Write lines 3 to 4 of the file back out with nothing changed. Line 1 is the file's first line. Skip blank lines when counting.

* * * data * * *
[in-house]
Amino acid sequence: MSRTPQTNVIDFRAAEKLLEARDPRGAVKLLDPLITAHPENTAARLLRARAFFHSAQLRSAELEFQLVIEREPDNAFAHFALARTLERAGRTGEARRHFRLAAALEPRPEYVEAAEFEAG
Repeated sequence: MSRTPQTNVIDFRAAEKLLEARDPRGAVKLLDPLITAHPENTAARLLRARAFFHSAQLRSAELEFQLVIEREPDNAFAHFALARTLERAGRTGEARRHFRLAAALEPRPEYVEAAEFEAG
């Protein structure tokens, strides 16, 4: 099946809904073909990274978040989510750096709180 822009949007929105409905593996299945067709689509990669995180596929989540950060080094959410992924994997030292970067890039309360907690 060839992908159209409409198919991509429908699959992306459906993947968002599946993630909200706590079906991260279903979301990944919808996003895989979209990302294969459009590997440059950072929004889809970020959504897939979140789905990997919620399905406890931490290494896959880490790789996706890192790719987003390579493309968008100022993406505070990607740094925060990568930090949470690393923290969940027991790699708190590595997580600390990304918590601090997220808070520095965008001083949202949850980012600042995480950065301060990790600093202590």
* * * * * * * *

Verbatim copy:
Repeated sequence: MSRTPQTNVIDFRAAEKLLEARDPRGAVKLLDPLITAHPENTAARLLRARAFFHSAQLRSAELEFQLVIEREPDNAFAHFALARTLERAGRTGEARRHFRLAAALEPRPEYVEAAEFEAG
């Protein structure tokens, strides 16, 4: 099946809904073909990274978040989510750096709180 822009949007929105409905593996299945067709689509990669995180596929989540950060080094959410992924994997030292970067890039309360907690 060839992908159209409409198919991509429908699959992306459906993947968002599946993630909200706590079906991260279903979301990944919808996003895989979209990302294969459009590997440059950072929004889809970020959504897939979140789905990997919620399905406890931490290494896959880490790789996706890192790719987003390579493309968008100022993406505070990607740094925060990568930090949470690393923290969940027991790699708190590595997580600390990304918590601090997220808070520095965008001083949202949850980012600042995480950065301060990790600093202590």